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By Jason Michael
NOTHING SHOWS HOW OUT OF STEP the British government is with the will of the people of Britain quite as much as this state visit from President Donald Trump does. No President of the United States, not even George Washington, has been as unpopular with the public of England, Scotland, Wales, and Northern Ireland as is the present incumbent of the White House. Even before Air-force One touched down tens of thousands of ordinary people all over the United Kingdom came out to protest their displeasure at their government for allowing Mr Trump to set foot in their country. Demonstrations, estimated to be in the tens and hundreds of thousands, have been organised in cities the length and breadth of the UK, and still the red carpet.
What cannot be more obvious in this state visit is the glaringly different priorities of those who govern and those who are governed in the United Kingdom. Trump simply is not liked here. He is loathed by virtue of who he is; a misogynistic, racist man-child with an ego as bloated as his gut, and a demagogue who – out of sheer spite – banned Muslims from the US and separated immigrant children from their parents on the Mexican border. He is despised for what he represents; the worst of populist politics, corruption, and foreign (Russian) interference.
Donald Trump is the absolute epitome of what it means to be a bad politician and an outrageous world leader. He is the posterchild of what happens when democracy begins to decay, and – familiar with much of the same here – the vast majority of people in the UK simply do not want this man here, let alone be given the full state experience. Yet this is precisely what he is to be given, with the British government and the monarchy going full tilt sycophant to give him what the public will not allow – a real state visit. This is only a “working visit,” but it’s not – really. This is a state visit in all but name; the humiliating obeisance of the British state and political establishment to a thug in order to get what it so desperately needs, a face-saving trade deal.
Often when we speak of the death of Empire and the stink of imperialism that refuses to blow away, we talk of moments of eclipse – events that serve as markers on Britain’s road to the bargain basement of history. Our grandparents were convinced the big one was the Suez Crisis, our parents thought it the Falklands, but we’ve witnessed a few in our time too; the lapdog position of the UK to the US in the Middle East, the Brexit campaign and referendum result, and the implosion of the Westminster government in the face of a united European front. They just keep coming.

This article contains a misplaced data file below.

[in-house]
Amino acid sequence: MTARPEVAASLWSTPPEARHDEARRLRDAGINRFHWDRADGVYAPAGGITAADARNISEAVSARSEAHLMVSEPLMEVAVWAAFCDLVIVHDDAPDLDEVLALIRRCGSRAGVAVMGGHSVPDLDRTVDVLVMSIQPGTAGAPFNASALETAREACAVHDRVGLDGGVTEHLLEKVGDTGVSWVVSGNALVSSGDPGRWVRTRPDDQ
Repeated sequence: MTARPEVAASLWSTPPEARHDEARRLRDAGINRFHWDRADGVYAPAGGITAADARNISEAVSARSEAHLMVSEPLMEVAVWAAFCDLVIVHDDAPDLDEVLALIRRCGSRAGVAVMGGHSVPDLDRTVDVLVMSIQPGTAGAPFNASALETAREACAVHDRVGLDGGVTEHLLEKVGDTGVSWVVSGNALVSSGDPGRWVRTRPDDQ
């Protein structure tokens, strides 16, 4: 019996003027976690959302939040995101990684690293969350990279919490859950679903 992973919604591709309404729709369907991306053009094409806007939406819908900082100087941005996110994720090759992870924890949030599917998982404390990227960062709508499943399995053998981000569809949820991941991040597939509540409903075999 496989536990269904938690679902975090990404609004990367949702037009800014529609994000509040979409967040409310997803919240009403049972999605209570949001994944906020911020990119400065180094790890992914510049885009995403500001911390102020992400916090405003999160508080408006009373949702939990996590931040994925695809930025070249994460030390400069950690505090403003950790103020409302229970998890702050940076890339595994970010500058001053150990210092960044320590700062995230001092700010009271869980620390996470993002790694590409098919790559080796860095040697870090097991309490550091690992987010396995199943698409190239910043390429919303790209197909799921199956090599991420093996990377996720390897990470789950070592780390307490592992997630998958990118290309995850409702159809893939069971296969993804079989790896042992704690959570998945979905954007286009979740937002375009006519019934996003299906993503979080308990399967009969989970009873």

This ugly affair today surely takes the biscuit, the plate, and the spoon. We hope to hell they don’t come worse than this, but – then – we can’t be sure. Sensible commentators have come to see these signs as markers reading: ‘The end is nigh,’ ‘the end is nigher,’ ‘the end is so damn nigh…’
It’s impossible to think of the “Brexit cliff edge” tonight without at least contemplating that it is part and parcel of the Great British cliff edge, the precipice of Britishness’ final long plunge into the abyss. Have we ever seen something so cringe as a Prime Minister dressed in a parody redcoat, her husband festooned in a brand new – bought for the occasion – monkey suit, lined up with the great and the good of the English imperial establishment in front of Blenheim Palace – that monumental pile and symbol of the Grand Alliance’s victory under the Duke of Marlborough, the birth of Winston Churchill, and the sublime greatness of England – to welcome, well, Donald J. Trump?
Whatever quaint and sentimental attachment I had to Great Britain – the pomp, the colour, the spiffing head-wrecking arrogance – (and, trust me, there wasn’t much) just died. Inside, I felt a painful embarrassment for the unionists and British nationalists in my life. We know how much this guff means to them. This – for a devout Catholic – was like watching the Holy Father lift his hands in blessing only to rip a long whining fart. This was shame writ large.
Britain can’t die like this! For all we – Scottish independentistas – may dislike being “British,” with that identity stamped all over our passports – quite literally for the whole world to see, Britain has been, for the most part, a worthy adversary. Sure, if this is how it ends I’ll take it, but I think it deserves better. The romantic in me wants to defeat Britain in a final bloodless Bannockburn, where we get to see the last heroic charge of the redcoats mown down under the mighty artillery of Scotland’s democratic spirit. We know how much the Brits love their glorious failures.
Tomorrow then will be a day worth seeing. We should be with the people of England, Wales, and Northern Ireland tomorrow – for old times’ sake – as one United Kingdom to tell Mr Trump he’s not welcome. For the sake of giving Britain a decent requiem in the near future, he should be told to beat it in London, and for the sake of ourselves he should be told the same when – if – he comes to Scotland. It’s just the shame of it ending like this, with the people governing us with their noses so far up the crack of his arse. How can we accept this? Really? If we don’t make this united stand against him and this visit, then for as long as it takes us to get shot of British rule we will be forced to live with the miserable fact that our masters’ noses were browned in Trump’s rump.
Donald Trump in Britain: President lands as protests begin
2 thoughts on “Not Quite a State Visit”
A worthy adversary? I don’t think so.
Reblogged this on Ramblings of a 50+ Female.